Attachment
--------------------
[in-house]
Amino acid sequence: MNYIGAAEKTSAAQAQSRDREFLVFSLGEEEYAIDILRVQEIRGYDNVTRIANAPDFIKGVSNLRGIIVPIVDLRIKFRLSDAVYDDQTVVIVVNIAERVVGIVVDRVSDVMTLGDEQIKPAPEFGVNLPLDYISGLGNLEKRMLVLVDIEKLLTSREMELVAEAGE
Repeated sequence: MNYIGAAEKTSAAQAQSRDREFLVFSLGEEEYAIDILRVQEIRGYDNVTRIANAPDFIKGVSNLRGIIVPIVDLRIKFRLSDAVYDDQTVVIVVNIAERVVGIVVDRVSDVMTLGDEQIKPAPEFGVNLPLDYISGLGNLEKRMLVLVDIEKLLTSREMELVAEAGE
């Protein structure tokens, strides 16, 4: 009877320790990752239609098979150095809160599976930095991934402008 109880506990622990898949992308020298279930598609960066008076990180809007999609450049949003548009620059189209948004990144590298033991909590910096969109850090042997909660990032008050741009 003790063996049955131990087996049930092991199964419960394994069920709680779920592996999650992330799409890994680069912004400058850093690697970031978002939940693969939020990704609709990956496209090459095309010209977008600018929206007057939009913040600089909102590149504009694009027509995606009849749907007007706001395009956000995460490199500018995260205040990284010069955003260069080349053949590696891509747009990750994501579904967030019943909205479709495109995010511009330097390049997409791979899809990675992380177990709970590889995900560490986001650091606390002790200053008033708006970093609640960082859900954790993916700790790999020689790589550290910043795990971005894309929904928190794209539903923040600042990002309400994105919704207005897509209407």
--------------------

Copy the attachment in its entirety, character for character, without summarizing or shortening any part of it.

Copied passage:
[in-house]
Amino acid sequence: MNYIGAAEKTSAAQAQSRDREFLVFSLGEEEYAIDILRVQEIRGYDNVTRIANAPDFIKGVSNLRGIIVPIVDLRIKFRLSDAVYDDQTVVIVVNIAERVVGIVVDRVSDVMTLGDEQIKPAPEFGVNLPLDYISGLGNLEKRMLVLVDIEKLLTSREMELVAEAGE
Repeated sequence: MNYIGAAEKTSAAQAQSRDREFLVFSLGEEEYAIDILRVQEIRGYDNVTRIANAPDFIKGVSNLRGIIVPIVDLRIKFRLSDAVYDDQTVVIVVNIAERVVGIVVDRVSDVMTLGDEQIKPAPEFGVNLPLDYISGLGNLEKRMLVLVDIEKLLTSREMELVAEAGE
């Protein structure tokens, strides 16, 4: 009877320790990752239609098979150095809160599976930095991934402008 109880506990622990898949992308020298279930598609960066008076990180809007999609450049949003548009620059189209948004990144590298033991909590910096969109850090042997909660990032008050741009 003790063996049955131990087996049930092991199964419960394994069920709680779920592996999650992330799409890994680069912004400058850093690697970031978002939940693969939020990704609709990956496209090459095309010209977008600018929206007057939009913040600089909102590149504009694009027509995606009849749907007007706001395009956000995460490199500018995260205040990284010069955003260069080349053949590696891509747009990750994501579904967030019943909205479709495109995010511009330097390049997409791979899809990675992380177990709970590889995900560490986001650091606390002790200053008033708006970093609640960082859900954790993916700790790999020689790589550290910043795990971005894309929904928190794209539903923040600042990002309400994105919704207005897509209407």